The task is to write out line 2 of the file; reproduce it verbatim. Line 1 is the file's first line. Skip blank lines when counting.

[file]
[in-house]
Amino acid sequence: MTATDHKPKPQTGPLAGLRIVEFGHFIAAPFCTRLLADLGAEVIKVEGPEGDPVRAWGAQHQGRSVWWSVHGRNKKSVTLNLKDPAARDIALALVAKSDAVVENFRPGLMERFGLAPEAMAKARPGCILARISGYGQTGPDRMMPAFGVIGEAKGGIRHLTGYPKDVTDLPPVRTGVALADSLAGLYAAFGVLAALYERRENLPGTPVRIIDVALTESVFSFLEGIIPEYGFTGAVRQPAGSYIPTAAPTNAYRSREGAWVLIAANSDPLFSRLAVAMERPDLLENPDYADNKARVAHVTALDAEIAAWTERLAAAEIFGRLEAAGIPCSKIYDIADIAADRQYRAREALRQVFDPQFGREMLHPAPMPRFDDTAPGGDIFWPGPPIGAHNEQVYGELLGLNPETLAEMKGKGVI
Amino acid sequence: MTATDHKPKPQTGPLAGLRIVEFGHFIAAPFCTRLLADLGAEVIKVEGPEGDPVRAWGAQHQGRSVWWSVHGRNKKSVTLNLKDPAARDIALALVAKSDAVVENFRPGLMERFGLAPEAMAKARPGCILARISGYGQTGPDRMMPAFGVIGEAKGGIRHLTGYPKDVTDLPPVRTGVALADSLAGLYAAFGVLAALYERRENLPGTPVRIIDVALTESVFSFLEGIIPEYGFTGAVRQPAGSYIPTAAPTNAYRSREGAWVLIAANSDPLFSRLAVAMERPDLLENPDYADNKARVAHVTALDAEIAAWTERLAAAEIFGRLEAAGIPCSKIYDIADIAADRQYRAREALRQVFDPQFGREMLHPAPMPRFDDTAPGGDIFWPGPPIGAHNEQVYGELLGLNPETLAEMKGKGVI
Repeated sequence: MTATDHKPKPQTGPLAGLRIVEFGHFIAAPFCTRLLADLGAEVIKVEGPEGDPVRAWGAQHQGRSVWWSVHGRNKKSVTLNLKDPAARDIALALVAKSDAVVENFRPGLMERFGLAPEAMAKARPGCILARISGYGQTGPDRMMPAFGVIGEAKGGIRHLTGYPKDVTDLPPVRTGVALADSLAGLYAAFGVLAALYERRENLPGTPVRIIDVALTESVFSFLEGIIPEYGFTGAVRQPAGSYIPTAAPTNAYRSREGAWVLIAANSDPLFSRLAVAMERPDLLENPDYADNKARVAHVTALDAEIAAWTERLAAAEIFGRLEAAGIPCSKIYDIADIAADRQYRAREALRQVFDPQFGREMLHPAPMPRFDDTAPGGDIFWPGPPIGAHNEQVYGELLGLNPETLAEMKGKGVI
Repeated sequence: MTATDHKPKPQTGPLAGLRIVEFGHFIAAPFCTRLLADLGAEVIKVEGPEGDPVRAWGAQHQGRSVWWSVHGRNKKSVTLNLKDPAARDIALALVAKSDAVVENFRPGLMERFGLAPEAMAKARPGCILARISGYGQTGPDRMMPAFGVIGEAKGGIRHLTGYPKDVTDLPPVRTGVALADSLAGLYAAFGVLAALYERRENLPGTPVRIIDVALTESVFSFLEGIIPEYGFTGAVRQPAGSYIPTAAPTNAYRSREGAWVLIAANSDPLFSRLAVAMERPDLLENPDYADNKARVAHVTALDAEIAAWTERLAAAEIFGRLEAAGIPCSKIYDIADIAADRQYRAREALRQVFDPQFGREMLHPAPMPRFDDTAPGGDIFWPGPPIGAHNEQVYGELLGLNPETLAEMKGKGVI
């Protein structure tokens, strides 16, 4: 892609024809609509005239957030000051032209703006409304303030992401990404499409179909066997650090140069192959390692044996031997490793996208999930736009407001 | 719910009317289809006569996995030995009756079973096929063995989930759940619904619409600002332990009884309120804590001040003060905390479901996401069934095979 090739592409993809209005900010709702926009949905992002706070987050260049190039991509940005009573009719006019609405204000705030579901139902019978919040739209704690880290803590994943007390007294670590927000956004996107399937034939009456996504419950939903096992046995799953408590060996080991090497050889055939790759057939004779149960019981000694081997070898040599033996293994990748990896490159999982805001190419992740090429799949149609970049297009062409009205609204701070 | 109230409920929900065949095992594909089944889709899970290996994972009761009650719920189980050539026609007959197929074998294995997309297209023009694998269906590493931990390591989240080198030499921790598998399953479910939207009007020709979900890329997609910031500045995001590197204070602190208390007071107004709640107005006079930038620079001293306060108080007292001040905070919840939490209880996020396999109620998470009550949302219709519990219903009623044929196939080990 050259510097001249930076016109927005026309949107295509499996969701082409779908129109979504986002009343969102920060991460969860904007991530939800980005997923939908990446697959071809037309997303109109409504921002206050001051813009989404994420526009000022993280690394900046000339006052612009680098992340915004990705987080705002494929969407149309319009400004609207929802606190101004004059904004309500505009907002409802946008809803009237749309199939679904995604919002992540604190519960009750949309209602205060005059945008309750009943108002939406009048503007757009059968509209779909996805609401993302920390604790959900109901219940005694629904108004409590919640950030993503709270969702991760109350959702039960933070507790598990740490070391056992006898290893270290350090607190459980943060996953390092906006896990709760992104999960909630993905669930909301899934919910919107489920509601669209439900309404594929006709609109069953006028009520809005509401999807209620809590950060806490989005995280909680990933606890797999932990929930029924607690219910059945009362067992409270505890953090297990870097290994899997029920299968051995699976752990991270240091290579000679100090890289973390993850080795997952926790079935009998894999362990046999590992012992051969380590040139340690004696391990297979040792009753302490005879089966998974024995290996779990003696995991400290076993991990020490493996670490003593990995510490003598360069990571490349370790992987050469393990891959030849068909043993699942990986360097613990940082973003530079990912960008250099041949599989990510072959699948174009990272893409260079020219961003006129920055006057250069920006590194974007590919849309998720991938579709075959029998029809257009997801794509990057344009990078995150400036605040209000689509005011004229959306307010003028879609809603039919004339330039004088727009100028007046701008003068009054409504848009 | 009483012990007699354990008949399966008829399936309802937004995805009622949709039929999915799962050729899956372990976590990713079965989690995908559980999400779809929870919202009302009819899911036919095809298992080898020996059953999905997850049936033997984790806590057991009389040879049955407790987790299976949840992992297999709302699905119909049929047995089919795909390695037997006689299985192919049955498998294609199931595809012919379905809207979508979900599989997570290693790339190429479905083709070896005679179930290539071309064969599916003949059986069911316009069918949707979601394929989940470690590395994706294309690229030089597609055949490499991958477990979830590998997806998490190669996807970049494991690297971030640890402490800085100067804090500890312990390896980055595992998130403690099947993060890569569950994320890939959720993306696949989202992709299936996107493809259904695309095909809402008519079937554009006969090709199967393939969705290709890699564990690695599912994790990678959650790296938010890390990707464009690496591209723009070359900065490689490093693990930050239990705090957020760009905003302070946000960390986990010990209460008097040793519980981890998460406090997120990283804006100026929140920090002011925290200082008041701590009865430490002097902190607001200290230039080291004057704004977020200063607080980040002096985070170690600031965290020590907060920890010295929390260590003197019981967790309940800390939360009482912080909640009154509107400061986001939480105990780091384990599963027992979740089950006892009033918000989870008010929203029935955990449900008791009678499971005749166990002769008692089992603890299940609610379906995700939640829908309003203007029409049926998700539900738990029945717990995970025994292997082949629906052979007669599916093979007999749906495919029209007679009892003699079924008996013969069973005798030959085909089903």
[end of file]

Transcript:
Amino acid sequence: MTATDHKPKPQTGPLAGLRIVEFGHFIAAPFCTRLLADLGAEVIKVEGPEGDPVRAWGAQHQGRSVWWSVHGRNKKSVTLNLKDPAARDIALALVAKSDAVVENFRPGLMERFGLAPEAMAKARPGCILARISGYGQTGPDRMMPAFGVIGEAKGGIRHLTGYPKDVTDLPPVRTGVALADSLAGLYAAFGVLAALYERRENLPGTPVRIIDVALTESVFSFLEGIIPEYGFTGAVRQPAGSYIPTAAPTNAYRSREGAWVLIAANSDPLFSRLAVAMERPDLLENPDYADNKARVAHVTALDAEIAAWTERLAAAEIFGRLEAAGIPCSKIYDIADIAADRQYRAREALRQVFDPQFGREMLHPAPMPRFDDTAPGGDIFWPGPPIGAHNEQVYGELLGLNPETLAEMKGKGVI